Seeking trade winds to fill my sails

It's a well known fact that the month of January sucks. Everyone is broke. Everyone is eating mung beans and tofu. Everyone is attempting to exercise. Everyone is trying to give up something they love. Everyone is ratty because of it. Everyone gets a few weeks in and thinks, sod it, and gives up on the giving up and then feels like a failure. Everyone just wants the cold to go away so that they can stop hibernating. (Everyone in the northern hemisphere anyway).

But this January seems to be worse than usual. Maybe it was the snow which delayed the start of the year. Nobody could really get into the swing of things with all the school closures. No-one attempted to go for a run because they'd break their neck on the ice. And no-one could contemplate a salad leaf when it was minus six degrees outside.

But the malaise seems to go beyond the lack of will power to diet and exercise.

I've seen three blog posts (Katyboo, Single & Surviving and Nappy Valley) this morning, all talking about apathy, the lack of oomph to get anything done and general blahness. These are the first three blog posts I've read in a while. Why? Because I've been too apathetic to read anything other than the Twilight series and too disinterested in even writing my own blog posts. I was tagged in two memes by Nappy Valley and Angels&Urchins and I've still not replied. I'm sorry. Utterly rude. What the hell is going on?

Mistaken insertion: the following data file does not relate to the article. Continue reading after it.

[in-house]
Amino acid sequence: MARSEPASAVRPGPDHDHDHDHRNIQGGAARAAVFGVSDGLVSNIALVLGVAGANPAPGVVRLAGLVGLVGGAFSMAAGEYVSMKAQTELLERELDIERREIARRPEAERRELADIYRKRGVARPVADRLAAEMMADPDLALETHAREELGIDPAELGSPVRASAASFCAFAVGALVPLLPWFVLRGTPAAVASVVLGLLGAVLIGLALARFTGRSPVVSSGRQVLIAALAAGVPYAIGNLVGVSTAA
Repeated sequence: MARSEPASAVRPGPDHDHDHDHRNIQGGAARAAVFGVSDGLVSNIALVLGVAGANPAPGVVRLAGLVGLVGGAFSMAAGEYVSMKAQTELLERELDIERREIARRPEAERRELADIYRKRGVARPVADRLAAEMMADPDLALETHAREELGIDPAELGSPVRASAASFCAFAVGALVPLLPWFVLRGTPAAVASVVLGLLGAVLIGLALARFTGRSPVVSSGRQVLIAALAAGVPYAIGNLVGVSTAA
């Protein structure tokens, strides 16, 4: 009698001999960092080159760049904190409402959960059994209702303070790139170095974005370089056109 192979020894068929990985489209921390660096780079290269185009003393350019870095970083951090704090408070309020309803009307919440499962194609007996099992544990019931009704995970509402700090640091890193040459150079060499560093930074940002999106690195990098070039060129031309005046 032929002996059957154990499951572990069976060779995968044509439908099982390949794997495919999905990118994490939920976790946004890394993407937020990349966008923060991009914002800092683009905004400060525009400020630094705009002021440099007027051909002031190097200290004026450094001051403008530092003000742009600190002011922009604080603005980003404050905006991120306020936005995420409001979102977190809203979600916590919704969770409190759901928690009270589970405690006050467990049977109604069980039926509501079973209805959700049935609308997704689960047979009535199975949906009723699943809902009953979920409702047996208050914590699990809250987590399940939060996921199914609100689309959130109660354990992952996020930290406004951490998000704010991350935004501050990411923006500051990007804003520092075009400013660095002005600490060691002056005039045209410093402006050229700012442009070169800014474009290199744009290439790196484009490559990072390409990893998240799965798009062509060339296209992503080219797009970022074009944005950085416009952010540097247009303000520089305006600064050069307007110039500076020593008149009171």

On the work front, I seem to have been making really good headway in spite of my desire to curl up into a catlike ball in front of the fire. But there is so much more I should be doing and just aren't. I had fantastic intentions this year to hit the ground running, to make sweeping changes, to get my life in order. I was going to get a man-pair. I was going to overhaul my business website. I was going to get a social life. And a new wardrobe. And I was going to launch a charity initiative to reduce wasted food and help feed starving children (having re-read that last one, it sounds like a piss take but I was actually serious about it).

Yet I have done none of those things. My man-pair pulled out and I can't be bothered to find a replacement. My website is the same, only more dated. Social life is sort of happening, only because other people have made it happen, rather than any effort on my part. My wardrobe is beyond dire and has no hope of improving anytime soon unless I stumble over a bucketfull of money. And the charity thing... well it's still sitting there glaring at me from my good intentions pile.

I can't even be bothered to cook, something I love doing. The children have had more hotdog sausages and toasted sandwiches this month than in the entire rest of their lives put together.

I am waiting for the fog of malaise to pass. Maybe it requires sunshine to do it. Maybe I'm just tired after a very busy year last year. Or maybe I just need to soldier on through to the end of January (only a week to go) and can then kick start my year. Not that February is known for it's loveliness either. But at least it's only 28 days long.